is it!  The system was designed by Honeywell of Minneapolis and they were
not allowed to look at, or use any Boeing ideas.  We can't completely
blame the frogs for this.  I would have to say that I find the system to
be inconsistant from mode to mode and it is apparent that it was designed
by EE's sitting at a desk and not by operationally oriented people.  Each
mode has a certain "logic" to it and you can make a good argument for each
individual case, but as a complete system, it is seriously lacking.  There
are some basic ATC functions that can't be done at all!  It looks like
the chief of avionics integration/flightdeckers didn't do their job very
well.  As always, pilots can adapt, and I'm sure that I'll overlook the
numerous faults shortly, but there shouldn't be any faults in the interface
and there are.

6. Autothrottles:  I don't like the autothrottles that don't move.  I much
prefer the feedback that moving levers provide.  I am sure that I'll get
used to it in the future, but I think that this is a basic
pilot-integration shortcoming of the A-320.  Boeing is definately right
in my opinion.

7. ACARS/FMGS integration:  There isn't any!  The ACARS doesn't talk to
the FMGS and vice versa. (even thought they use the same interface panel).
It is often necessary to enter the same data more than once.  In a perfect
world ACARS data would be available to the FMGS and the pilot would have
the option on auto-inserting it or putting it in manually.

8. Inertial Reference System (not INS!!!)  The system is poorly designed
from my point of view.  The three ring laser gyros can not be updated.
The FMGS calculates where it believes the aircraft is by using a weighted
position from the three RLG's and  DME/DME or VOR/DME to determine a
position, but the IRS itself is never updated.  I believe that it should
have been mechanized such that the IRS tracks drift rate and uses that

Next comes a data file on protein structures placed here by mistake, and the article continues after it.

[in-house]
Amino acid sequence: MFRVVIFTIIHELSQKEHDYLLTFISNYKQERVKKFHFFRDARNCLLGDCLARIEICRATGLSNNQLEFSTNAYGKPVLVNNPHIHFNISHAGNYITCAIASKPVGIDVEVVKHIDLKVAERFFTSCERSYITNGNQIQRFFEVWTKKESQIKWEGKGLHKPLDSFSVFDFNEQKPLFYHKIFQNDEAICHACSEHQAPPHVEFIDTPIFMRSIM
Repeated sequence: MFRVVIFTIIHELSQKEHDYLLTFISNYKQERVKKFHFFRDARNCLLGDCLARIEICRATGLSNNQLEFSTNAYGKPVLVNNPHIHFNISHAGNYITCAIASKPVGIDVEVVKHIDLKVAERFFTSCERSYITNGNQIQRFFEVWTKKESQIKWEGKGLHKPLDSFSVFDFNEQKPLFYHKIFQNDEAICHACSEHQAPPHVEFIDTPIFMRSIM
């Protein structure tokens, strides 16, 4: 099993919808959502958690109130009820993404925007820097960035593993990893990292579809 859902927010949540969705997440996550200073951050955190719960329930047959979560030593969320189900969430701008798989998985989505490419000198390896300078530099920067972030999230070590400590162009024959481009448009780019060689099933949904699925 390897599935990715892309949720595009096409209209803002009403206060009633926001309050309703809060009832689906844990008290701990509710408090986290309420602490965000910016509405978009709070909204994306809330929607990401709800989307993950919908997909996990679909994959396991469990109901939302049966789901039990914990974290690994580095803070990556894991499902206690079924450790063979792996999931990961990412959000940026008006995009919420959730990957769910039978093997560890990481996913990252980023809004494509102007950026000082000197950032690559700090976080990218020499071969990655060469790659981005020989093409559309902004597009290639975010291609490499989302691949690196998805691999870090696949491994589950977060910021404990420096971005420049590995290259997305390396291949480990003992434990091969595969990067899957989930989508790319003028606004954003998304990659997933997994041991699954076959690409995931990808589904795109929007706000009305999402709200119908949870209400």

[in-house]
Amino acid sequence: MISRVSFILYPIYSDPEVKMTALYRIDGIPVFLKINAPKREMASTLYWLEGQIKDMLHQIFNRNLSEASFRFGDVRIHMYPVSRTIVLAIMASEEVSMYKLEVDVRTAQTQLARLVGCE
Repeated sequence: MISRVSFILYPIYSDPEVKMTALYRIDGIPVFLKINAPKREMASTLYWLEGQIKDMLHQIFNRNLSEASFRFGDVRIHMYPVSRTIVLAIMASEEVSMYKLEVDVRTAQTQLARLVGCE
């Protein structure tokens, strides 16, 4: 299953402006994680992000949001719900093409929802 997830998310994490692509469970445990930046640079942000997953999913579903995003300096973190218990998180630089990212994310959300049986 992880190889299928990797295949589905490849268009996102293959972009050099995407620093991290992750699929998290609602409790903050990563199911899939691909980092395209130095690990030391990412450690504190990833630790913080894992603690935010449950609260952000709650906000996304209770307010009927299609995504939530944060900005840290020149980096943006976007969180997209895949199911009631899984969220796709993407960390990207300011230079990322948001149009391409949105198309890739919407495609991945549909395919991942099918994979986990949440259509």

info to provide update biases.

9.  The aircraft can't dump fuel and the max landing weight is
significantly lower than the max togw.

10.  The aircraft has 40 some computers but doesn't even have a basic
calculator function on any display.  How thoughtful....

11.  Pitch trim indications are labeled such that they indicate the
position of the l.e. of the stab.  Thus a small nose up pitch trim setting
would be labeled "-1.0 "  This has the possibility of causing problems.
The trim works correctly of course.  It's just labeled wrong from my

12.  More FMGS stuff:  It's easy to do hard stuff... but hard to do easy
stuff!  Fully automatic CAT III approaches and landing are a snap, but
just going around tha pattern doing touch and go's is a major pain in the
ass.  The PNF is always heads-down typing on the damn panel.

13.  Gust Load Aleviation:  They put in a gust load function.  I've heard
about the idea for 20 years but apparently no one ever actually put one
on an aricraft before the A-320.  It doesn't work......

In summary:

Like any other airplane in the world, the A-320 has both good points and
bad points.  It they had thought more about how the operator uses the
airplane to make the flight go easier and less about optimizing the
computer to make it efficient from a code point of view, the aircraft
would have been better.  However, it is quite adequate as it is and as
always the pilots are left to adapt to the deficiencies.  Then an accident

Did I hear someone say "Design-induced pilot error...?"

David Lednicer             | "Applied Computational Fluid Dynamics"
Analytical Methods, Inc.   |   email:   dave@amiwest.com
2133 152nd Ave NE          |   tel:     (206) 643-9090
Redmond, WA  98052  USA    |   fax:     (206) 746-1299